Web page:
Use this URL to cite or link to this record in EThOS: http://ethos.bl.uk/OrderDetails.do?uin=uk.bl.ethos.561116
Title: Facilitating visual target identification using non-visual cues
Author: Ngo, Mary Kim
Awarding Body: University of Oxford
Current Institution: University of Oxford
Date of Award: 2012
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Abstract:
The research presented in this thesis was designed to investigate whether and how the temporal synchrony and spatial congruence of non-visual cues with visual targets could work together to improve the discrimination and identification of visual targets in neurologically-healthy adult humans. The speed and accuracy of participants’ responses were compared following the presence or absence of temporally synchronous and/or spatially congruent or incongruent auditory, vibrotactile, and audiotactile cues in the context of dynamic visual search and rapidly-masked visual target identification. The understanding of the effects of auditory, vibrotactile, and audiotactile cues derived from these laboratory-based tasks was then applied to an air traffic control simulation involving the detection and resolution of potential conflicts (represented as visual targets amidst dynamic and cluttered visual stimuli). The results of the experiments reported in this thesis demonstrate that, in the laboratory-based setting, temporally synchronous and spatially informative non-visual cues both gave rise to significant improvements in participants’ performance, and the combination of temporal and spatial cuing gave rise to additional improvements in visual target identification performance. In the real-world setting, however, only the temporally synchronous unimodal auditory and bimodal audiotactile cues gave rise to a consistent facilitation of participants’ visual target detection performance. The mechanisms and accounts proposed to explain the effects of spatial and temporal cuing, namely multisensory integration and attention, are examined and discussed with respect to the observed improvements in participants’ visual target identification performance.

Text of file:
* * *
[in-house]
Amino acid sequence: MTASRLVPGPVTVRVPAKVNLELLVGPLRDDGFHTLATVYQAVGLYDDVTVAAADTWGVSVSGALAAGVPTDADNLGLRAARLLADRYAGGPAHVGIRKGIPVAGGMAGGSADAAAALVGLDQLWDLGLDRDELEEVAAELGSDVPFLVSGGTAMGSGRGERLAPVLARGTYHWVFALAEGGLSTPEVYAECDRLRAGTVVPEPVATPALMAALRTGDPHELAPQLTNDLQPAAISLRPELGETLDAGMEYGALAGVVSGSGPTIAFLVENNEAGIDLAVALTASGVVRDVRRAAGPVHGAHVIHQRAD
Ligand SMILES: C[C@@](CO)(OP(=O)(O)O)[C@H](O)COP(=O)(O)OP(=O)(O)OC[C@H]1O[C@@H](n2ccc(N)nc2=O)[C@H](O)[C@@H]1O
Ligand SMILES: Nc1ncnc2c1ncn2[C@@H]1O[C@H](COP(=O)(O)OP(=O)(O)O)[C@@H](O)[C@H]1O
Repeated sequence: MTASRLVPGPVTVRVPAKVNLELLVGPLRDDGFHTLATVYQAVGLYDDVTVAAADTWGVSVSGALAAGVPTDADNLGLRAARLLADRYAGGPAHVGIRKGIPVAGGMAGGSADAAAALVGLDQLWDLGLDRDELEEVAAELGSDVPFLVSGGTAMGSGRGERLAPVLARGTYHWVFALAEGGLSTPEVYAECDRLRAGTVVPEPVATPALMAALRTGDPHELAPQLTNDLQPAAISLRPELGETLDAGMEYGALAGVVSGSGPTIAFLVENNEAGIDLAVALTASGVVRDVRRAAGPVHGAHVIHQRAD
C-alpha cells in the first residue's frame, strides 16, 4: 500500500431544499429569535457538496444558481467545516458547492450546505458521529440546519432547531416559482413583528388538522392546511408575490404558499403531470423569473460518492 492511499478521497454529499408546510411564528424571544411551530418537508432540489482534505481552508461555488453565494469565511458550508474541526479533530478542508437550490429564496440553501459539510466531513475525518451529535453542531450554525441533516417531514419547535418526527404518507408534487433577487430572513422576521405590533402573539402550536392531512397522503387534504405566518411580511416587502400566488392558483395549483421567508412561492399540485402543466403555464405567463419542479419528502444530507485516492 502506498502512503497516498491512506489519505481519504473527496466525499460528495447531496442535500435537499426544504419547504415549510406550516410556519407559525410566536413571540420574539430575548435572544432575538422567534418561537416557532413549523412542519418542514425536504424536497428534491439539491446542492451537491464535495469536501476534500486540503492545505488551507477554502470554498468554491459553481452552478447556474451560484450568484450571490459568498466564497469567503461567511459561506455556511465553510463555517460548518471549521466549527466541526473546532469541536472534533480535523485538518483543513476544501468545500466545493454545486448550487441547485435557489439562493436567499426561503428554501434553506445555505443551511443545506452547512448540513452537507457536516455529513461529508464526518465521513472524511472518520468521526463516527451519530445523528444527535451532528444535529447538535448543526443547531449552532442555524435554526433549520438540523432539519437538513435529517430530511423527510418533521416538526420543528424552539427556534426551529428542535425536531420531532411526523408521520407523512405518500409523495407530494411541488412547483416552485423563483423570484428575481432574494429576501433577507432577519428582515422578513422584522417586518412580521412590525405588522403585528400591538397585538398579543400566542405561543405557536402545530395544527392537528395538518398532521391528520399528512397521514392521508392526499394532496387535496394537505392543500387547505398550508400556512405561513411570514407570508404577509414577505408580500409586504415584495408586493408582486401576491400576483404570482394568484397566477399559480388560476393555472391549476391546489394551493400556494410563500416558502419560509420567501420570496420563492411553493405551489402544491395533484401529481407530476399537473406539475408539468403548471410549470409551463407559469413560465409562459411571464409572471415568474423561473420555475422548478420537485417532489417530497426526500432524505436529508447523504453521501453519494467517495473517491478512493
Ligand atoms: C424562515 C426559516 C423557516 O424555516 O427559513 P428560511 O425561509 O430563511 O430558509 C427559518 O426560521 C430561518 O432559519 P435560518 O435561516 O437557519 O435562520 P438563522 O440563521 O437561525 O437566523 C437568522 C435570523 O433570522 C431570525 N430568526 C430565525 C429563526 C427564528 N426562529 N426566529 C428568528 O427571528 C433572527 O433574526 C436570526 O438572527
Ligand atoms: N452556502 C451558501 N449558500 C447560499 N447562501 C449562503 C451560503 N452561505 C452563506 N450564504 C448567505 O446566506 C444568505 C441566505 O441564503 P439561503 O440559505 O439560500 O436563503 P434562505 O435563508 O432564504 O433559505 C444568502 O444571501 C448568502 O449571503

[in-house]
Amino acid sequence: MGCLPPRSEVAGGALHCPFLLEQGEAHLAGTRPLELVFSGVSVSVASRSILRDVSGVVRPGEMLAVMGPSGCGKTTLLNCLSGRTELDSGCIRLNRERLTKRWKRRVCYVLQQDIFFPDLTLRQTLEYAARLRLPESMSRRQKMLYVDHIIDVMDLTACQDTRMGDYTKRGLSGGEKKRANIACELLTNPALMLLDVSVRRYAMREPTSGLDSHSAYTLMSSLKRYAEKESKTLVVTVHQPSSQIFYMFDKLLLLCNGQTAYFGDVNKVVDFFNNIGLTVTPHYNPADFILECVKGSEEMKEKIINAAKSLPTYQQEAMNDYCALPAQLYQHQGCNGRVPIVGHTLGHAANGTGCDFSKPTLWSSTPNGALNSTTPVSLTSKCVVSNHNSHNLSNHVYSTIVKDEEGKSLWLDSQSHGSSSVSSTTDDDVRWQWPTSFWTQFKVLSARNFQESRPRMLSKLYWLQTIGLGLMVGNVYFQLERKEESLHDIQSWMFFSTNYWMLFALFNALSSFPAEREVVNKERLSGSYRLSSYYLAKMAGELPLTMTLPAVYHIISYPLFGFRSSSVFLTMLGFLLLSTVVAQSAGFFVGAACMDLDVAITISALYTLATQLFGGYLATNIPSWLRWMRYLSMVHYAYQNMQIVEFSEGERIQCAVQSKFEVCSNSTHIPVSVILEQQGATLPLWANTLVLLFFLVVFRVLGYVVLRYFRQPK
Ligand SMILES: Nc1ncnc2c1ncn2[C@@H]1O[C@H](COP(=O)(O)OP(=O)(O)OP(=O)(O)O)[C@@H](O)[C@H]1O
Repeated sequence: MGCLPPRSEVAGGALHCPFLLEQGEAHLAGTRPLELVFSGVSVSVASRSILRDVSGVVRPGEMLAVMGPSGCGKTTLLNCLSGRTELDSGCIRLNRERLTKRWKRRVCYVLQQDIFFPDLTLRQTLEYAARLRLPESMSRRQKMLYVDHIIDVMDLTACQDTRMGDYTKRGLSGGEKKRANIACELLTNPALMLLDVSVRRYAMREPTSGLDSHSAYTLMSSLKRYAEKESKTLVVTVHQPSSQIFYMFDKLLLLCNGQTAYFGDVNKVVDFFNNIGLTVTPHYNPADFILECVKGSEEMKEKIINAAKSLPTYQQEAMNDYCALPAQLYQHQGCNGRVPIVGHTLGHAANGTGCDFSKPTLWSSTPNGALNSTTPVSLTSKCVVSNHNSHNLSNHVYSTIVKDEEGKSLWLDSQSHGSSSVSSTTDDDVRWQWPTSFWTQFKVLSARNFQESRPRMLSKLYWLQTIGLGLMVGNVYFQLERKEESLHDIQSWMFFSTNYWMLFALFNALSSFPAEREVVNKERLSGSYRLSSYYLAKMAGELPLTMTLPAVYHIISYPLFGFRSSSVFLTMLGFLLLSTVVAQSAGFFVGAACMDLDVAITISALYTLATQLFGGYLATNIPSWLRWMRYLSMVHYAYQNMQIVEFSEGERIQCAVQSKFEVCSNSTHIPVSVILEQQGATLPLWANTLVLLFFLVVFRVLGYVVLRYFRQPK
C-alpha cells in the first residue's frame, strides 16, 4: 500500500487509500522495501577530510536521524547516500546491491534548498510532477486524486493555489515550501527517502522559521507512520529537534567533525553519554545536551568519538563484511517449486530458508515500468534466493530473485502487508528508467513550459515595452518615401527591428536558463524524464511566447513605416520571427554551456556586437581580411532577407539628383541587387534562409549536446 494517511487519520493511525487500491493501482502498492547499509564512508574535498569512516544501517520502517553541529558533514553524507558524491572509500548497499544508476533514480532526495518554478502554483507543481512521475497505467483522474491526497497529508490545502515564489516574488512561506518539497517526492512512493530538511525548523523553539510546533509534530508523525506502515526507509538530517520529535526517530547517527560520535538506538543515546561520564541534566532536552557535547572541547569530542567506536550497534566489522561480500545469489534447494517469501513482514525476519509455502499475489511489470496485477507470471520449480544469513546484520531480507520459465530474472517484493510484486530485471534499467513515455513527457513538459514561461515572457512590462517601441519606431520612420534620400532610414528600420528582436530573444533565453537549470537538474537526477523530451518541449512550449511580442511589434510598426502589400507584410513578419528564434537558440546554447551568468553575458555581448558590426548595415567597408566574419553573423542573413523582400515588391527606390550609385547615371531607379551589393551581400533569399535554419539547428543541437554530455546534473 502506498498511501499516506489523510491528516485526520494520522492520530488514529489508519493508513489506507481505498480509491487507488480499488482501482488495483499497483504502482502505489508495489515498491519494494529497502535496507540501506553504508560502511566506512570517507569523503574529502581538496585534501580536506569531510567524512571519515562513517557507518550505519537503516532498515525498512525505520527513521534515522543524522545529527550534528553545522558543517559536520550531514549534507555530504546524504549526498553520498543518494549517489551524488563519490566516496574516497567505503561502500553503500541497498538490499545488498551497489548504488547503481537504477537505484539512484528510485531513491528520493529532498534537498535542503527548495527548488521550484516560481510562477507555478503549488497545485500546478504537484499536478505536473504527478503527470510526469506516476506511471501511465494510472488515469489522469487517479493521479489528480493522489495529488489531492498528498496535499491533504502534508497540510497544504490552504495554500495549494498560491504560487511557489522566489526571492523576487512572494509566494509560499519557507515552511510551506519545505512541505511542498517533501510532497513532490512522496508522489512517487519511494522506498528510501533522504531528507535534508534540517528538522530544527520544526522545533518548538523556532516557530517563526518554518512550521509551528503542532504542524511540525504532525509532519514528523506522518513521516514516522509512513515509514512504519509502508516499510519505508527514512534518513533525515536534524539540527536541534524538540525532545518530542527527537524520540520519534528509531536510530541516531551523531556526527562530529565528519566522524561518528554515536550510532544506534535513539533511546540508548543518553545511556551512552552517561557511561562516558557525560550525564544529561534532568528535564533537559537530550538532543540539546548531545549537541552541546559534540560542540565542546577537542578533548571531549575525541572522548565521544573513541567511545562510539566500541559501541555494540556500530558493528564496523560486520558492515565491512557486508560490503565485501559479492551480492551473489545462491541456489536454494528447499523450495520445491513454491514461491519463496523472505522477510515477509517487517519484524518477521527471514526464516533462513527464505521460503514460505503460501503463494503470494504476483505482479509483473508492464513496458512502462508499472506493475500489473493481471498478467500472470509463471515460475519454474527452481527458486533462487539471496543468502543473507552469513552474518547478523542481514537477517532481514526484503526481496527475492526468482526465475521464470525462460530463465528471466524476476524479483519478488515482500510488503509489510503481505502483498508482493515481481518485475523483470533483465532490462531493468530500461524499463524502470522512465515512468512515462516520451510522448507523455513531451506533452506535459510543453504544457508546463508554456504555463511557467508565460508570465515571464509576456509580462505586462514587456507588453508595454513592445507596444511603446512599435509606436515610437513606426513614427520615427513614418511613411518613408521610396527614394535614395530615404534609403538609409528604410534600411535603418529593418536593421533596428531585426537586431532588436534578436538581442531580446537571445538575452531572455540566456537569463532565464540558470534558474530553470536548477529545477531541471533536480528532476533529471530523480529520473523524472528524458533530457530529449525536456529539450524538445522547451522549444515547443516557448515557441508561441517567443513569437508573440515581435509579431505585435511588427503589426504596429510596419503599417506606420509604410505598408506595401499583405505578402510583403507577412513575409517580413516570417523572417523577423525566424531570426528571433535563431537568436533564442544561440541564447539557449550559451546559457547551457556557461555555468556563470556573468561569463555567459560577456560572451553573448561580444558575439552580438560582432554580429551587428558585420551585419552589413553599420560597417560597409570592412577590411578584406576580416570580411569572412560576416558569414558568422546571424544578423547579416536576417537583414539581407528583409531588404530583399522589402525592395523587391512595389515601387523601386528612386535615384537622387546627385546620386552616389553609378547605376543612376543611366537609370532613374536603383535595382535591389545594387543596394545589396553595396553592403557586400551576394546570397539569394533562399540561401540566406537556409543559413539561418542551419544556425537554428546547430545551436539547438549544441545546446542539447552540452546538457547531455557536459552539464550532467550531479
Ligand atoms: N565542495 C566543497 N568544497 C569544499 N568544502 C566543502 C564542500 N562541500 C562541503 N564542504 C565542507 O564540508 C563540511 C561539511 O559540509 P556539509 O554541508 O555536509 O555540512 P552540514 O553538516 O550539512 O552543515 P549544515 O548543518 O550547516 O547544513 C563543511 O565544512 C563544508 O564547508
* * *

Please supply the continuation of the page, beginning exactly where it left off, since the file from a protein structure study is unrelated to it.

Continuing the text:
Supervisor: Spence, Charles Sponsor: Not available
Qualification Name: Thesis (Ph.D.) Qualification Level: Doctoral
EThOS ID: uk.bl.ethos.561116  DOI: Not available
Keywords: Psychology ; Experimental psychology ; Perception ; Attention ; multisensory integration ; perception ; audition ; vision ; visual search ; attention
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